Khaleel Seivwright is a carpenter, who works out of his Cabbagetown workshop, and has been using his off time building some interesting structures. They look something like an oversized shoebox, or perhaps a transport crate for a motorcycle, but a closer look reveals something more substantial.
The Toronto carpenter has been thinking about the homeless population and began building shelters after he noticed how many people are staying in tents. “It just seemed like something I could do that would be useful because there’s so many people staying in tents,” said Seivwright, 28. “I’ve never seen so many people staying outside in parks, and this is something I could do to make sure people staying outside in the winter could survive.”
A greater number than normal have been living outside of the shelter system because they are concerned about going indoors. Not a surprise, considering how many experts have worried over the months about how shelters will be able to properly distance people in order to ensure their safety.
But there is also concern that the number of homeless will exceed shelter capacity; Cathy Crowe, a long-time street nurse, said the city vastly underestimates the number of people who sleep outdoors, and she expects that figure to be higher than ever this winter as more people run out of COVID-19 emergency benefits and lose their homes. “It’s going to be catastrophic. We have not yet seen the wave of evictions from people in unstable, unaffordable housing,” she said. “People are trickling into homelessness now, but it’s going to be like nothing we’ve ever seen in our lifetime.”
If that proves true then the city won’t be able to keep up. “Currently, the system is very busy and very full,” said Gord Tanner, director of homelessness initiatives and prevention at the city’s Shelter, Support and Housing Administration.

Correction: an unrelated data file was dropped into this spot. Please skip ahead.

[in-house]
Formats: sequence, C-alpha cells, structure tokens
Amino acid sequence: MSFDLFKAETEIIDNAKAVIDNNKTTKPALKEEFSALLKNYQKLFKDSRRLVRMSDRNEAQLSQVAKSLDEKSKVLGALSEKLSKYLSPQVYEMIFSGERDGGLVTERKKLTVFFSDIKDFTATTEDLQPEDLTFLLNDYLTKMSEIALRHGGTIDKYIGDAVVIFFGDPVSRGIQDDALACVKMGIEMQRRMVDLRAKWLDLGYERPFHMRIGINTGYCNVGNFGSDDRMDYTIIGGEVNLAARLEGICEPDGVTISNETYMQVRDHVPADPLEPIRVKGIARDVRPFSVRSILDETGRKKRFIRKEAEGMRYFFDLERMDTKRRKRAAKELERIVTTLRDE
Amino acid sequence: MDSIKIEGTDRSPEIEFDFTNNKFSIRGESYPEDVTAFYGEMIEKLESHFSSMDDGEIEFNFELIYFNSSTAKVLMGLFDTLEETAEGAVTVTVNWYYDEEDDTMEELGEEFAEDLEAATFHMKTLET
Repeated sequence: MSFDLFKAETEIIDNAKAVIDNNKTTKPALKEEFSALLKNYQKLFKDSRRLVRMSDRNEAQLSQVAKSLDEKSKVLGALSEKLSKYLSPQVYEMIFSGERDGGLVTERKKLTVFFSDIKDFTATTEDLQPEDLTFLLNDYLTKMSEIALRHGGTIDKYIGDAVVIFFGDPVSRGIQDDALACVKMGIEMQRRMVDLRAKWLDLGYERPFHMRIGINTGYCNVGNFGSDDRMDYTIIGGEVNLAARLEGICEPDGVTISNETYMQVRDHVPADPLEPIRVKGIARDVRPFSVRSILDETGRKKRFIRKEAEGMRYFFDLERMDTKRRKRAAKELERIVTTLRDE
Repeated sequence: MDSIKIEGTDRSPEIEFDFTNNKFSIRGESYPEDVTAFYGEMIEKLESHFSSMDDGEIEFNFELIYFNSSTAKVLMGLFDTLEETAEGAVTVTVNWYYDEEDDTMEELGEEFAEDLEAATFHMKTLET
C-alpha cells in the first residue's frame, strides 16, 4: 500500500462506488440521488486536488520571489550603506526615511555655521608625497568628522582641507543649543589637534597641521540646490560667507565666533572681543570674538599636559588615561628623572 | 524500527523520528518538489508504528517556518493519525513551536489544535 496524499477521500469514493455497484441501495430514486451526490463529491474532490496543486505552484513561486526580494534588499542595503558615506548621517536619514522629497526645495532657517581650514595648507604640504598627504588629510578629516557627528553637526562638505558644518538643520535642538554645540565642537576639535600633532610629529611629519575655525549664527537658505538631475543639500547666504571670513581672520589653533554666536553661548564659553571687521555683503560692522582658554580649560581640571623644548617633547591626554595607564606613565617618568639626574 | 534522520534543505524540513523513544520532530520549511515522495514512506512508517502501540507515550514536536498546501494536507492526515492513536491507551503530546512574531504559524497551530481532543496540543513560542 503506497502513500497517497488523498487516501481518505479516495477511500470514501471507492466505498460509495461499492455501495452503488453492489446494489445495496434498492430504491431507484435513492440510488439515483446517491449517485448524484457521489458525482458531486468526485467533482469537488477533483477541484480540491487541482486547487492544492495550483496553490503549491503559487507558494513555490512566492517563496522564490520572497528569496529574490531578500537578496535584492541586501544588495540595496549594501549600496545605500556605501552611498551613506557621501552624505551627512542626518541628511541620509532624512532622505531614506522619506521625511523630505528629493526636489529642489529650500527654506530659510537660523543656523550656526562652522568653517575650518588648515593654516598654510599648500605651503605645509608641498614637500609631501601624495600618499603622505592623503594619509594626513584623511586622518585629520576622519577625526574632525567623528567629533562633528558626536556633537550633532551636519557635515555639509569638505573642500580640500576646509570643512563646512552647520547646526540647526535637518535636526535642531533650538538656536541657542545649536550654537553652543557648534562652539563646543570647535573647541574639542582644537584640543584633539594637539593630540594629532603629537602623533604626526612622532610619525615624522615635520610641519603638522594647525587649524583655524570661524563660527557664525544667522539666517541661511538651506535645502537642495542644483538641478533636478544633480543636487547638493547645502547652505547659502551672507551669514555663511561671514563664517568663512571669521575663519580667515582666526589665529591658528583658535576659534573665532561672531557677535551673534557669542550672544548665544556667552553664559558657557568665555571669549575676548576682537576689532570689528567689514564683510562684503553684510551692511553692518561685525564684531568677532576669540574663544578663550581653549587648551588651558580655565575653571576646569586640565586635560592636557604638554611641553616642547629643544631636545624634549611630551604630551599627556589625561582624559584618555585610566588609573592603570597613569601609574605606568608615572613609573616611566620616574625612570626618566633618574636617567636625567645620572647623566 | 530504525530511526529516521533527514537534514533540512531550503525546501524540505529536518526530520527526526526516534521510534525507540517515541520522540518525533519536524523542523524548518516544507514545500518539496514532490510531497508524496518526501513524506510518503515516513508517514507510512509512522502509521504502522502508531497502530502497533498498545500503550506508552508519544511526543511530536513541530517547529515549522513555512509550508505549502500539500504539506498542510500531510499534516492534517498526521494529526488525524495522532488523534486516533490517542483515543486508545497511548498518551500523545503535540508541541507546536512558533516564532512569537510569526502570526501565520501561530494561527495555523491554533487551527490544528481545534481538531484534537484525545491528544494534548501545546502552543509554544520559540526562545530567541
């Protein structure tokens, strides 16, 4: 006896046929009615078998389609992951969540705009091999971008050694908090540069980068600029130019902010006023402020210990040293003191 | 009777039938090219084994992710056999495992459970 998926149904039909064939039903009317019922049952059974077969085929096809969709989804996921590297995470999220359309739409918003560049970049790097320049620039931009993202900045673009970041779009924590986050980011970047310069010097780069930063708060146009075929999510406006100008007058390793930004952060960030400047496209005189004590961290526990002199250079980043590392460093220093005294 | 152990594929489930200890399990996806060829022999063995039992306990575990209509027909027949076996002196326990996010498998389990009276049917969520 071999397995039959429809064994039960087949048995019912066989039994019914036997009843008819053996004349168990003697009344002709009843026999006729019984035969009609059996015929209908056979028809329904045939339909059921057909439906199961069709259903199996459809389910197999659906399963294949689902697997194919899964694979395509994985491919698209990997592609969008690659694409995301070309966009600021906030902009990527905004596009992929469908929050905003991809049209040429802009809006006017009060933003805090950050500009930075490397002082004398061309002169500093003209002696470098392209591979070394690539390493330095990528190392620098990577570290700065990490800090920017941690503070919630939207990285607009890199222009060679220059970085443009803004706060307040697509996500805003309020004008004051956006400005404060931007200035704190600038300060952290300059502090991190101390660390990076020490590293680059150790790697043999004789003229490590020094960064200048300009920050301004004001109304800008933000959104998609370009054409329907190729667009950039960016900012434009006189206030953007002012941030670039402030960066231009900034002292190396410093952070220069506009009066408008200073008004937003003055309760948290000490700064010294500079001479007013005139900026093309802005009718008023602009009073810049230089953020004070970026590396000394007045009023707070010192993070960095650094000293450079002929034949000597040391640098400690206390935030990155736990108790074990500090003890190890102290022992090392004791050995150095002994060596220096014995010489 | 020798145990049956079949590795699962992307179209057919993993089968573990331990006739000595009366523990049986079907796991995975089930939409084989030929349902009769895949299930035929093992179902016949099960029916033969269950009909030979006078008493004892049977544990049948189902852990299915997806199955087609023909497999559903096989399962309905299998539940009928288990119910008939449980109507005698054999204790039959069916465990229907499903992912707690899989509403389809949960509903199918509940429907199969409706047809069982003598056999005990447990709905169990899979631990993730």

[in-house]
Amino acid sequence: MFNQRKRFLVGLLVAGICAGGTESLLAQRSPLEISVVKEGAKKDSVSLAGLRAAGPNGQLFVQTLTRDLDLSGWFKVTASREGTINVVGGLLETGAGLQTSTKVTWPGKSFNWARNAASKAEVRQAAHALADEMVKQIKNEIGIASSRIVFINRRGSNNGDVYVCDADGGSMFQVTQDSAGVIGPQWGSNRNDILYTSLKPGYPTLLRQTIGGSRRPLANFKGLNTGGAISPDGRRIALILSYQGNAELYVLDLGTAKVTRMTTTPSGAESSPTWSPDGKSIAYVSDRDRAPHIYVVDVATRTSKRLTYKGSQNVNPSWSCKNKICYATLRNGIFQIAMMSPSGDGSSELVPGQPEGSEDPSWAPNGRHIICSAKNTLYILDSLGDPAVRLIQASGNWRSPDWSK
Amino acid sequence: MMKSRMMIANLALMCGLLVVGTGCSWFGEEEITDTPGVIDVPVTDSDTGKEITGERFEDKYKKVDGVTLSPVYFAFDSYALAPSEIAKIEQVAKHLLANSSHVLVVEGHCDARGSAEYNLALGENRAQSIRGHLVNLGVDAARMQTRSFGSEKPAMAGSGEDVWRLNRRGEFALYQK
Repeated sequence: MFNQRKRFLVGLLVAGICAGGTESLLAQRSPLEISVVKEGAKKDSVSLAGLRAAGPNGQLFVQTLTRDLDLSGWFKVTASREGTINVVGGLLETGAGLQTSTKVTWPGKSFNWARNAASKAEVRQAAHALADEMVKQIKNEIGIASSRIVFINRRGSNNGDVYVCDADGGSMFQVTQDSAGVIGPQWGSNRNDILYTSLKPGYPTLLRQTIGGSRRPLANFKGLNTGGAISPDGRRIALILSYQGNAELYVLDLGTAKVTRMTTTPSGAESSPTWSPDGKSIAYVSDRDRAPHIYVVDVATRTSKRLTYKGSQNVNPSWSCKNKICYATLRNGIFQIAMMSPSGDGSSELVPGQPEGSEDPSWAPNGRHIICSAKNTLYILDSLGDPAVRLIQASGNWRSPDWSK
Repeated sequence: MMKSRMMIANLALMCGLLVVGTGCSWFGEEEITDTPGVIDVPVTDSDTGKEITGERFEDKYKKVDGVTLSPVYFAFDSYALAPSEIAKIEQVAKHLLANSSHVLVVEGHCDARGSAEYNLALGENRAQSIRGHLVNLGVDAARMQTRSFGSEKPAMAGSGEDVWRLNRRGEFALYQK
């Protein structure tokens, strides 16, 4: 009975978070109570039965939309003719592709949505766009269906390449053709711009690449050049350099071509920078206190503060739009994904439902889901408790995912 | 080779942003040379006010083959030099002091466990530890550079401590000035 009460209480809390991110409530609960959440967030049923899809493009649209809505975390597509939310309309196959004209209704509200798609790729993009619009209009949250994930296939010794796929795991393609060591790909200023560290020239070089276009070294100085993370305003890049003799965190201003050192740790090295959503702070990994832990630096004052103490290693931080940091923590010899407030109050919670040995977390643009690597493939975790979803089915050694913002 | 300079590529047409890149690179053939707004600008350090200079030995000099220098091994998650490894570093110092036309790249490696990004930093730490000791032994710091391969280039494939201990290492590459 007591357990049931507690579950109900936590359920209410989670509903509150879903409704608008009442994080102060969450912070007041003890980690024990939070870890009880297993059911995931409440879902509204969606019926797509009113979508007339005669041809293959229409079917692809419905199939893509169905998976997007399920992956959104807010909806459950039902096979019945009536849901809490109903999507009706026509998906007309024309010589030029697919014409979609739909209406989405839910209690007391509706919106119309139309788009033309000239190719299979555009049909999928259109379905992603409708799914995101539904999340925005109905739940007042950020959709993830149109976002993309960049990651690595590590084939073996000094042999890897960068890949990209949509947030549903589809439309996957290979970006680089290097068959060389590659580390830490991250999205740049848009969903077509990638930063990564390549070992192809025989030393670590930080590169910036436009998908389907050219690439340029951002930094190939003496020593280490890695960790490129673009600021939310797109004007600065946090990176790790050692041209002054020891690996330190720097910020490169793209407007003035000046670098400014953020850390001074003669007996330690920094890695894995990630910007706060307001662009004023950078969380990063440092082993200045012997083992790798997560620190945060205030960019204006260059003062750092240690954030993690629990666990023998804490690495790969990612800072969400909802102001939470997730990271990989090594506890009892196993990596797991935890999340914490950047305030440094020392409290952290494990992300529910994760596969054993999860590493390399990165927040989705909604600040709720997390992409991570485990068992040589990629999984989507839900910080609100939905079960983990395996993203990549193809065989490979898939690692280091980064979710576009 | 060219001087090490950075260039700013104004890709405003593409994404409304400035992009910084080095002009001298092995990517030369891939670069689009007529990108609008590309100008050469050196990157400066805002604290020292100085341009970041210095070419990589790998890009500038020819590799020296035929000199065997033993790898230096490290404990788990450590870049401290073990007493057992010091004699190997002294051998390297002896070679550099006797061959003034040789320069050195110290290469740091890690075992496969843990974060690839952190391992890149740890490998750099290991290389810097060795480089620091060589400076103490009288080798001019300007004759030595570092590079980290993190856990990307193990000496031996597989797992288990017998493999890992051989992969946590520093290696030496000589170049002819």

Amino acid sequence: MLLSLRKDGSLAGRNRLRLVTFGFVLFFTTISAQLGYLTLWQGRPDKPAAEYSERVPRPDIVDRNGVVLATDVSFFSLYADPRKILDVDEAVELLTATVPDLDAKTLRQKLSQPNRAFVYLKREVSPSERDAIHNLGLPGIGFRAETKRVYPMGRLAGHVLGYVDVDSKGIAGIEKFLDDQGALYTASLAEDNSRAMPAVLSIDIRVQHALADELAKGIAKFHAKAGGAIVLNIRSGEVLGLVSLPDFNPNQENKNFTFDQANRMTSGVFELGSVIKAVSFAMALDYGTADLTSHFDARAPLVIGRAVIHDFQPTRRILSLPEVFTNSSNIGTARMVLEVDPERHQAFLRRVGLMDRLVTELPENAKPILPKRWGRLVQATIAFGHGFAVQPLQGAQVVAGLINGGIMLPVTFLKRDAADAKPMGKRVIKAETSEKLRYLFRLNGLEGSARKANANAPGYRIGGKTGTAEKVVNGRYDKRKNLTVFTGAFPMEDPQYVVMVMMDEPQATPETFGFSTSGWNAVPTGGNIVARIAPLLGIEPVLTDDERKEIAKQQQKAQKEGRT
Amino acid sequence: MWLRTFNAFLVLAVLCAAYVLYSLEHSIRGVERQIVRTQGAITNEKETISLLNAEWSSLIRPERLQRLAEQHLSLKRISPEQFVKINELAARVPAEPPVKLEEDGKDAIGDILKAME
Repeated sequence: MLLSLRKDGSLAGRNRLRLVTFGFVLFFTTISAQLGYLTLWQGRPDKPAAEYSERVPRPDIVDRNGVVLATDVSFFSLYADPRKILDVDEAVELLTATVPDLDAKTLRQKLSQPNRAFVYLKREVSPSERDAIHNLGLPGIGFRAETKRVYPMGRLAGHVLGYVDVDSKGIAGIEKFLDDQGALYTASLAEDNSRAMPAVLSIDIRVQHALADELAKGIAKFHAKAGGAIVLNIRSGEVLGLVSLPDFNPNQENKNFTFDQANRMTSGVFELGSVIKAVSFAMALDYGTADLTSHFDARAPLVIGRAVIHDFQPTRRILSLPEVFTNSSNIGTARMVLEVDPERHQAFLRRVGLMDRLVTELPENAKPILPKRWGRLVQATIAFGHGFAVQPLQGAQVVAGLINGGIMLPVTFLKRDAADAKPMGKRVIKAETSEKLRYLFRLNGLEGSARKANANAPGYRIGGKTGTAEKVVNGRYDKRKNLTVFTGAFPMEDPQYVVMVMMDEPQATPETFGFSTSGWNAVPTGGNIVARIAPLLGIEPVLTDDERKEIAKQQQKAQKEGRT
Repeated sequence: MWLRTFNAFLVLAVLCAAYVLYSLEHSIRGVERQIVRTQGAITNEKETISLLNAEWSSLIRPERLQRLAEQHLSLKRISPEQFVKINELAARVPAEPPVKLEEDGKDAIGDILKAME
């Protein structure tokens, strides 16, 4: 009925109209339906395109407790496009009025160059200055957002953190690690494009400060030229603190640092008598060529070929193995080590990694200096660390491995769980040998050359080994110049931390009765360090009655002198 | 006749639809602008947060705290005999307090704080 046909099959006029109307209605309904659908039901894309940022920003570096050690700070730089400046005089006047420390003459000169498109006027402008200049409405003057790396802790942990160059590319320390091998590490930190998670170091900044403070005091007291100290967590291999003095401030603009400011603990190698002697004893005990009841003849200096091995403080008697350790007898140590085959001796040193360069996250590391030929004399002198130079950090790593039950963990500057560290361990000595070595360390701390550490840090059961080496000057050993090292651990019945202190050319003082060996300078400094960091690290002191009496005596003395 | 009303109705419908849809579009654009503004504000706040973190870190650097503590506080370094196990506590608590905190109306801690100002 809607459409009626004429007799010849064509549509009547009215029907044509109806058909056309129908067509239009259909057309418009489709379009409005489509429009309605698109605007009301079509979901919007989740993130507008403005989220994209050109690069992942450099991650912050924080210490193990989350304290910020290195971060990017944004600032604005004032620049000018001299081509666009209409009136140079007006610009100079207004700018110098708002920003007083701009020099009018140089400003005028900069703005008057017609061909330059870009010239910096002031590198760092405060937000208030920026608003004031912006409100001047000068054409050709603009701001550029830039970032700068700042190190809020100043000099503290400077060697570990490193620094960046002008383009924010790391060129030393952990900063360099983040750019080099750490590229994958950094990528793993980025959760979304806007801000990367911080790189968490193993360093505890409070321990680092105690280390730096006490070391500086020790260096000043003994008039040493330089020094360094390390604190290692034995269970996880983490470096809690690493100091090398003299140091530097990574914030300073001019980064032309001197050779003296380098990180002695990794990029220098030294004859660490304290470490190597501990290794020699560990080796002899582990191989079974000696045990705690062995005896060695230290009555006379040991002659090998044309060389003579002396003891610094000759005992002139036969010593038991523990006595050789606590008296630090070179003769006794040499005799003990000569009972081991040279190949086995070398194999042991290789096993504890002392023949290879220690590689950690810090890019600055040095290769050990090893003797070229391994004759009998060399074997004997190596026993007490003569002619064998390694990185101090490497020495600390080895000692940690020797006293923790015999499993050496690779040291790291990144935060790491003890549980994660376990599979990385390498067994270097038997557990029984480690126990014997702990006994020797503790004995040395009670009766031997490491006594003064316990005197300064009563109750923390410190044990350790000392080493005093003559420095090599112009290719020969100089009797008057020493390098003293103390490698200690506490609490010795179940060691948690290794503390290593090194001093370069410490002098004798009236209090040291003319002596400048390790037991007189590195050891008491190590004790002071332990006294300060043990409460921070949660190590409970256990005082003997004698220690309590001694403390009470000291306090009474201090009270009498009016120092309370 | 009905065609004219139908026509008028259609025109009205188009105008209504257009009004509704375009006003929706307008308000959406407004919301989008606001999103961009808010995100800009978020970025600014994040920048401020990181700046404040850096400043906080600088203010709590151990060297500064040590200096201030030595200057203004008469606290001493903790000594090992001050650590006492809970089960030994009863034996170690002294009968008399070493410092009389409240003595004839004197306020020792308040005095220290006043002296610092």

So Khaleel started building. He created small mobile shelters, with walls lined with a thick layer of fibreglass insulation, normally used in residential construction. There is a door, a small casement window, and spinning caster wheels at each corner of the base so it can be moved.
The entire unit costs about $1,000 in materials to build and takes Khaleel eight hours to construct. He started building them last month, and has so far given away two. Yes, he’s giving them away for free, but he’s also not funding the effort all on his own; he has an online fundraiser called Toronto Tiny Shelters to crowdfund the effort and it has gained nearly $92,000 so far.
There are those within the City who believe that outside shelters are not the answer, as they have their own risks, such as fire. And Khaleel aknowledges that his shelters are not the answer. “This isn’t a permanent solution. This is just making sure people don’t die in the cold this winter,” Seivwright said. “At least some people.” He said the shelters will be able to keep people comfortably warm with their own body heat in temperatures as low as -20 C. It is just a patch to try to get a few people through this winter.
While the true solution to the homelessness issue will be programs like a Universal Basic Income, and a Housing First initiative, those are not something the average individual can make happen. So Khaleel is doing what he can to help. He is using the tools available to him to try to ensure that people don’t die needlessly in the cold. And you can see more about this wonderful effort in your Good News Story of the Day here.
It is true that right now the city does not approve of mobile shelters. But Khaleel said the threat of bylaw enforcement won’t deter him from building and distributing the shelters. “This is what I know how to do, this is what seems to be viable, so I’m going to continue to do this.”
Story and Image from CBC News.